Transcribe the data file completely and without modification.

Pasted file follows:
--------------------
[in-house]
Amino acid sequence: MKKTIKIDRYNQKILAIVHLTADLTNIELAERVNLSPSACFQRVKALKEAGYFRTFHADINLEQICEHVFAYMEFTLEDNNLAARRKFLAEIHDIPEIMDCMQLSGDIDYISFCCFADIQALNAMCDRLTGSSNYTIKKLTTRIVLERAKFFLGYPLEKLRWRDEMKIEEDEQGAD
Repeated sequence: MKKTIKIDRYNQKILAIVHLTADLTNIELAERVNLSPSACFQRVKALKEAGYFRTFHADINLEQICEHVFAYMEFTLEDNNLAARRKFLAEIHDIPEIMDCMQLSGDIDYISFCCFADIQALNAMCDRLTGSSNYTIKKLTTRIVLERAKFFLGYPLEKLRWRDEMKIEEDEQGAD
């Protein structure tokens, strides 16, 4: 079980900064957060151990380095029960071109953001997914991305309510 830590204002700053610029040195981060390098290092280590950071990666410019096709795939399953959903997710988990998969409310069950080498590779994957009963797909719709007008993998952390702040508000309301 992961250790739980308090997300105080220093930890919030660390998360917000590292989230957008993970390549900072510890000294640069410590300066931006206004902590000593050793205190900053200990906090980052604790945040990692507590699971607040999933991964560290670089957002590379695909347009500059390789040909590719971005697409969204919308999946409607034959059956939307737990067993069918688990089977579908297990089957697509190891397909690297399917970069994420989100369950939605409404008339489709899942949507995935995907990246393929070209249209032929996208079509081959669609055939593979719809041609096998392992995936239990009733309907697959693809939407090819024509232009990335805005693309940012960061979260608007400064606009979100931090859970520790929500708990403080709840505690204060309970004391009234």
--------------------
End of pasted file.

[in-house]
Amino acid sequence: MKKTIKIDRYNQKILAIVHLTADLTNIELAERVNLSPSACFQRVKALKEAGYFRTFHADINLEQICEHVFAYMEFTLEDNNLAARRKFLAEIHDIPEIMDCMQLSGDIDYISFCCFADIQALNAMCDRLTGSSNYTIKKLTTRIVLERAKFFLGYPLEKLRWRDEMKIEEDEQGAD
Repeated sequence: MKKTIKIDRYNQKILAIVHLTADLTNIELAERVNLSPSACFQRVKALKEAGYFRTFHADINLEQICEHVFAYMEFTLEDNNLAARRKFLAEIHDIPEIMDCMQLSGDIDYISFCCFADIQALNAMCDRLTGSSNYTIKKLTTRIVLERAKFFLGYPLEKLRWRDEMKIEEDEQGAD
């Protein structure tokens, strides 16, 4: 079980900064957060151990380095029960071109953001997914991305309510 830590204002700053610029040195981060390098290092280590950071990666410019096709795939399953959903997710988990998969409310069950080498590779994957009963797909719709007008993998952390702040508000309301 992961250790739980308090997300105080220093930890919030660390998360917000590292989230957008993970390549900072510890000294640069410590300066931006206004902590000593050793205190900053200990906090980052604790945040990692507590699971607040999933991964560290670089957002590379695909347009500059390789040909590719971005697409969204919308999946409607034959059956939307737990067993069918688990089977579908297990089957697509190891397909690297399917970069994420989100369950939605409404008339489709899942949507995935995907990246393929070209249209032929996208079509081959669609055939593979719809041609096998392992995936239990009733309907697959693809939407090819024509232009990335805005693309940012960061979260608007400064606009979100931090859970520790929500708990403080709840505690204060309970004391009234």